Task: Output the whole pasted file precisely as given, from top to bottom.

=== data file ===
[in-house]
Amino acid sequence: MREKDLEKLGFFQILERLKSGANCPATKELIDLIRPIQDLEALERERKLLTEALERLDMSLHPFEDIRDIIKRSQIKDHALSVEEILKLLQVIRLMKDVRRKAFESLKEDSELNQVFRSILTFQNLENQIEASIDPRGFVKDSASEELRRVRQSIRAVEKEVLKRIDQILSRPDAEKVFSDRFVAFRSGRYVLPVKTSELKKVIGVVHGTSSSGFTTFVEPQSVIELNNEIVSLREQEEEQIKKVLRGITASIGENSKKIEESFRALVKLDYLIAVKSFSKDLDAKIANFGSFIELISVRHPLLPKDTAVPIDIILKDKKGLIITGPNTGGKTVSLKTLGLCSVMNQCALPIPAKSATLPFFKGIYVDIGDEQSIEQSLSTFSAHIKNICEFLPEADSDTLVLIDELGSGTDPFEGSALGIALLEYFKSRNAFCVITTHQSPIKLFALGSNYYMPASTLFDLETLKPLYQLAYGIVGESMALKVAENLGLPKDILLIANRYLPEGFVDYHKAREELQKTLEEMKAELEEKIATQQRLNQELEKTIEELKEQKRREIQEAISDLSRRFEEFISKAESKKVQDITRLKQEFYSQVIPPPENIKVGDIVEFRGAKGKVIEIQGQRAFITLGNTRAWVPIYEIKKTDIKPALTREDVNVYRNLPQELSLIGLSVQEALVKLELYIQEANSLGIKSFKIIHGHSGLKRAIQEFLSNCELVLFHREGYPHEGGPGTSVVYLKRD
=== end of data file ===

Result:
[in-house]
Amino acid sequence: MREKDLEKLGFFQILERLKSGANCPATKELIDLIRPIQDLEALERERKLLTEALERLDMSLHPFEDIRDIIKRSQIKDHALSVEEILKLLQVIRLMKDVRRKAFESLKEDSELNQVFRSILTFQNLENQIEASIDPRGFVKDSASEELRRVRQSIRAVEKEVLKRIDQILSRPDAEKVFSDRFVAFRSGRYVLPVKTSELKKVIGVVHGTSSSGFTTFVEPQSVIELNNEIVSLREQEEEQIKKVLRGITASIGENSKKIEESFRALVKLDYLIAVKSFSKDLDAKIANFGSFIELISVRHPLLPKDTAVPIDIILKDKKGLIITGPNTGGKTVSLKTLGLCSVMNQCALPIPAKSATLPFFKGIYVDIGDEQSIEQSLSTFSAHIKNICEFLPEADSDTLVLIDELGSGTDPFEGSALGIALLEYFKSRNAFCVITTHQSPIKLFALGSNYYMPASTLFDLETLKPLYQLAYGIVGESMALKVAENLGLPKDILLIANRYLPEGFVDYHKAREELQKTLEEMKAELEEKIATQQRLNQELEKTIEELKEQKRREIQEAISDLSRRFEEFISKAESKKVQDITRLKQEFYSQVIPPPENIKVGDIVEFRGAKGKVIEIQGQRAFITLGNTRAWVPIYEIKKTDIKPALTREDVNVYRNLPQELSLIGLSVQEALVKLELYIQEANSLGIKSFKIIHGHSGLKRAIQEFLSNCELVLFHREGYPHEGGPGTSVVYLKRD